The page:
|author||Thomas Schwinge <firstname.lastname@example.org>||2013-04-13 10:36:54 +0200|
|committer||Thomas Schwinge <email@example.com>||2013-04-13 11:11:01 +0200|
Rework FAQ machinery to be based on tags instead of filenames.
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+[[!meta copyright="Copyright © 2010, 2011, 2013 Free Software Foundation,
+[[!meta license="""[[!toggle id="license" text="GFDL 1.2+"]][[!toggleable
+id="license" text="Permission is granted to copy, distribute and/or modify this
+document under the terms of the GNU Free Documentation License, Version 1.2 or
+any later version published by the Free Software Foundation; with no Invariant
+Sections, no Front-Cover Texts, and no Back-Cover Texts. A copy of the license
+is included in the section entitled [[GNU Free Documentation
+[[!tag faq/general faq/_important]]
+[[!meta title="How many developers are working on the GNU Hurd, and why so
+# How Many Developers?
+One handful works on the core of the system in their free time, and another
+handful helps with [[Debian GNU/Hurd|hurd/running/debian]] and
+[[hurd/running/Arch_Hurd]] packaging. Also, an additional handful of former
+developers are still available for answering technical questions, but are not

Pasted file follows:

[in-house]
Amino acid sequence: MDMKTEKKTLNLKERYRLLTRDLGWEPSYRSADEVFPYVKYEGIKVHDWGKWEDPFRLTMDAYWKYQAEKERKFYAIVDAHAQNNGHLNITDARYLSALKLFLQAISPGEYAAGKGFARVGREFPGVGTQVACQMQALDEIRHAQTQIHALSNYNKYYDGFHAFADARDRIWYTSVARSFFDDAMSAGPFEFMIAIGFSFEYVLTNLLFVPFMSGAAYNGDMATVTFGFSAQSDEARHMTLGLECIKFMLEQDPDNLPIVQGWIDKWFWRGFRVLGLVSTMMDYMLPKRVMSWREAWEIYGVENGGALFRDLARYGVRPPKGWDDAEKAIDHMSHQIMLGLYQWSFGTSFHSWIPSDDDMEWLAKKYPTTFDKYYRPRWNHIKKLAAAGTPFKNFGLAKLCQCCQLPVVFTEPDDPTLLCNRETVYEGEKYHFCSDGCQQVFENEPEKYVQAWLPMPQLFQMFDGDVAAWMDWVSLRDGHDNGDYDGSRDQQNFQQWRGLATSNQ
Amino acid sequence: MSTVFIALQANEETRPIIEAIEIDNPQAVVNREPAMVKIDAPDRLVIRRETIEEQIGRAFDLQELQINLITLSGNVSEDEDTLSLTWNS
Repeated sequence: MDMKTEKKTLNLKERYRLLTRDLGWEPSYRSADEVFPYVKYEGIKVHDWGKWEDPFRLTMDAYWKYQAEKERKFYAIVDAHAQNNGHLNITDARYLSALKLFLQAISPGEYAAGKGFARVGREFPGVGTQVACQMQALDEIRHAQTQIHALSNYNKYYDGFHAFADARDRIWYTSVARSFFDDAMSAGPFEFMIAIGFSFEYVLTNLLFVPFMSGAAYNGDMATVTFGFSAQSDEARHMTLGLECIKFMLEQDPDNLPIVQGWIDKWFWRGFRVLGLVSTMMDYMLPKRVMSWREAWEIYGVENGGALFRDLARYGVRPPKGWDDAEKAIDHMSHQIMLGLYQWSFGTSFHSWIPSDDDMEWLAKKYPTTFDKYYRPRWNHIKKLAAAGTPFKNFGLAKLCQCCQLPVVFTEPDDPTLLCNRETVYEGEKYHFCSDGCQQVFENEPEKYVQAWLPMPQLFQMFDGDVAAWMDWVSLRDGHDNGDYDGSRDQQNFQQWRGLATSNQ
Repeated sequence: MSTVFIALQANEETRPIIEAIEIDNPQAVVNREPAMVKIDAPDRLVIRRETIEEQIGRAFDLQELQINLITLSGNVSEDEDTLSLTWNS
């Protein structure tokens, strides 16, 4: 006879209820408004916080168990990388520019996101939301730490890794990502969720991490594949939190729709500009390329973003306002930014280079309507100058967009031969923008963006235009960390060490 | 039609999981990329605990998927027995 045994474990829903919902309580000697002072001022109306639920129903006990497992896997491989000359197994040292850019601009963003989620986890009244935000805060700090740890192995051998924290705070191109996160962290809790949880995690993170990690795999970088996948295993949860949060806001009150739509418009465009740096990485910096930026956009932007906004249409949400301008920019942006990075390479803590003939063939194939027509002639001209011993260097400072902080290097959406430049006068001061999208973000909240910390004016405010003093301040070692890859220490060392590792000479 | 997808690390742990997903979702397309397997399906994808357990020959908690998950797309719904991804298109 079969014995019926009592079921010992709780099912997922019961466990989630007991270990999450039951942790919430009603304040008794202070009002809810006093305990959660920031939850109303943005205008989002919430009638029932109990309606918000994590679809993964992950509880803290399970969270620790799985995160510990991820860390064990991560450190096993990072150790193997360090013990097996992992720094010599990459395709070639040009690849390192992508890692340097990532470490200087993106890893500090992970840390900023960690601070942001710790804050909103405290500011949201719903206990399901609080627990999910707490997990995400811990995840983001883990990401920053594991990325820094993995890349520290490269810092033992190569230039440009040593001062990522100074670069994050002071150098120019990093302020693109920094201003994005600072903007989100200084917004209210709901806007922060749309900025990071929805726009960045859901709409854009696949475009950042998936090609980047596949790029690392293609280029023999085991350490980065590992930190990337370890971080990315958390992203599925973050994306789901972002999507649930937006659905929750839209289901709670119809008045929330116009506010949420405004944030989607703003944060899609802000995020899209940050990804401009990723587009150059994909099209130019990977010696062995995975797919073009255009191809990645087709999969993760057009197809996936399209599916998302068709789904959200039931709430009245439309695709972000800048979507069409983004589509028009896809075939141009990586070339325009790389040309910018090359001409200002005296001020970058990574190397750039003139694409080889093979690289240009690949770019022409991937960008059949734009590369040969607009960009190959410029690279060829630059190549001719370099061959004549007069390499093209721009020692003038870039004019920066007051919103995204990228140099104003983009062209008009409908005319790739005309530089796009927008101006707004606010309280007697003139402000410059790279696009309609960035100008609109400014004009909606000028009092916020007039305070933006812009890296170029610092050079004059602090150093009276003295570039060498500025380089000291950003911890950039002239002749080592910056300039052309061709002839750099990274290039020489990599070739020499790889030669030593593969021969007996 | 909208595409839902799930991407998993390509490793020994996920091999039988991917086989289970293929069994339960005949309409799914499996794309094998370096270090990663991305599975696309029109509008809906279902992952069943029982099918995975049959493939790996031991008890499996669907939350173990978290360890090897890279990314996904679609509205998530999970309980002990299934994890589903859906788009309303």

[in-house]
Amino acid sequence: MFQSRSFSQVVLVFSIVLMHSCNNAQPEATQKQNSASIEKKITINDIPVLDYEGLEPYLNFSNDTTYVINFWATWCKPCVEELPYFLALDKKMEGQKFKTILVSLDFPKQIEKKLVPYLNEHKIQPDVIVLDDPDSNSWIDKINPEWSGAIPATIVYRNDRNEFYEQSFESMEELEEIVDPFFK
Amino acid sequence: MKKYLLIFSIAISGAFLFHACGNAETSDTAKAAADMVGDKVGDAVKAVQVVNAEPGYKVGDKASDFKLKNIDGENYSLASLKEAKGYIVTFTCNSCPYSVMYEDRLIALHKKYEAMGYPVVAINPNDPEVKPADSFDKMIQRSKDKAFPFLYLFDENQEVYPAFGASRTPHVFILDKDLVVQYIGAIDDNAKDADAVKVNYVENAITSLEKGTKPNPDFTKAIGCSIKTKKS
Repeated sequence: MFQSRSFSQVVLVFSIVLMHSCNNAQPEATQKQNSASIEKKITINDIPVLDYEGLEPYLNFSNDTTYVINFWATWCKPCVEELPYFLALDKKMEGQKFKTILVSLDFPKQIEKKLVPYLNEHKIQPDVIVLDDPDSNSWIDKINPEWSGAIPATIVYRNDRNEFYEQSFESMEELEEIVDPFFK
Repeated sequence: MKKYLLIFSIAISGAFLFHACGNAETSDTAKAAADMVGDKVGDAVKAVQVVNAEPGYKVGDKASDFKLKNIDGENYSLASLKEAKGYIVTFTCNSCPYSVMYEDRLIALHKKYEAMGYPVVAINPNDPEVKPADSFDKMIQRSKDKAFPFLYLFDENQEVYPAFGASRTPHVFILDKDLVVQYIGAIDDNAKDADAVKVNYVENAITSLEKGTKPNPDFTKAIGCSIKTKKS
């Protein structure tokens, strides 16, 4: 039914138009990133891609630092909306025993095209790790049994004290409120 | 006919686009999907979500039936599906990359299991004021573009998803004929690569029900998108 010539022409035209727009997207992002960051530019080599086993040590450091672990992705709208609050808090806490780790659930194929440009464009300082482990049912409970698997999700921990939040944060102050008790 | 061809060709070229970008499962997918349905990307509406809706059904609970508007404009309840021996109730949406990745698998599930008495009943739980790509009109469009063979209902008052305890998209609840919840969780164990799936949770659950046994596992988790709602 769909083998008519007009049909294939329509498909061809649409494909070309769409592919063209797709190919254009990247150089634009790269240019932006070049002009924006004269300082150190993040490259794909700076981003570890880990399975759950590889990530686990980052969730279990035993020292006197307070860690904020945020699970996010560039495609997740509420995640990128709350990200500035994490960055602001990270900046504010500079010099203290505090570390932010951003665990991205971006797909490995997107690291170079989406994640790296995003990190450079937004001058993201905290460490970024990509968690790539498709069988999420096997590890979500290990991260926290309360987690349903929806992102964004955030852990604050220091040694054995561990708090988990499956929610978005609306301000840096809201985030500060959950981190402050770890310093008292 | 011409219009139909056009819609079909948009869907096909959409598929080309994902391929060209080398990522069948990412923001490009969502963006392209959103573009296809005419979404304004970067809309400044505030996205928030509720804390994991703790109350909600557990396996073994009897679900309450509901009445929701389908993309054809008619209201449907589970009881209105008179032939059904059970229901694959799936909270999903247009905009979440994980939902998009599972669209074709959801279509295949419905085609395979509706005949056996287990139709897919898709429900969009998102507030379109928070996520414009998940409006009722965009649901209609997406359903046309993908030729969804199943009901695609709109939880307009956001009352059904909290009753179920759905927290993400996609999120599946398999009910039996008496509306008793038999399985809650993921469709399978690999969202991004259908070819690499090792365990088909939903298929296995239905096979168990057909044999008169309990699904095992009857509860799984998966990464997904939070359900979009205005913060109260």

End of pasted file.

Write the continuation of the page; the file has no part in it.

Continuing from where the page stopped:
+participating in the current development anymore.
+In the past (that is, a lot of years ago), the FSF did pay a few developers for
+working full time on the GNU Hurd. But that was for a limited amount of time
+only, and evidently, it was too little for getting the system into a
+competitive state. Nowadays, it's only unpaid (apart from some
+[[bounties|tag/bounty]]) and free-time volunteers' work.
+In contrast to the Linux kernel, there is no industry involvement in
+development. For one, this is a good thing: independency; no conflicts of
+interests. For another, it is also a bad thing: no dedicated full-time
+manpower -- which matters a lot.
+# Why So Few?
+We can only speculate. One major problem might be that the [[architectural
+benefits|advantages]] are generally perceived as very abstract, with little
+practical benefit. We currently don't have many tools that are actually making
+use of all the possibilities.
+Another reason is that it's been taking too long. Today, most people don't
+believe it will ever be ready for production use, and thus would consider
+involvement a waste of time. This latter point is invalid, of course, as
+learning can never be a waste of time. The same holds for the [[challenges]]
+raised by the GNU Hurd -- we can only learn and improve upon working on them.
+For likely the same reasons there is no industry interest in the GNU Hurd: its
+advantages are too abstract and incomplete for being of interest there.
+As for the scientific sector, the GNU Hurd projects was rather about *using* a
+[[microkernel]] intead of doing research on them, for example. But, there have
+been some projects and theses done, and some scientific papers published on GNU
+Hurd topics, and we're generally very interested in further such projects.
+# Attracting New Faces
+We're an open project: any interested party (*you*!) are very welcome to start
+[[contributing]]. Mentoring is possible, too, to help you get started.
+Likewise, for reaching out to new developers, we're participating in [[Google's
+Summer of Code program|community/gsoc]].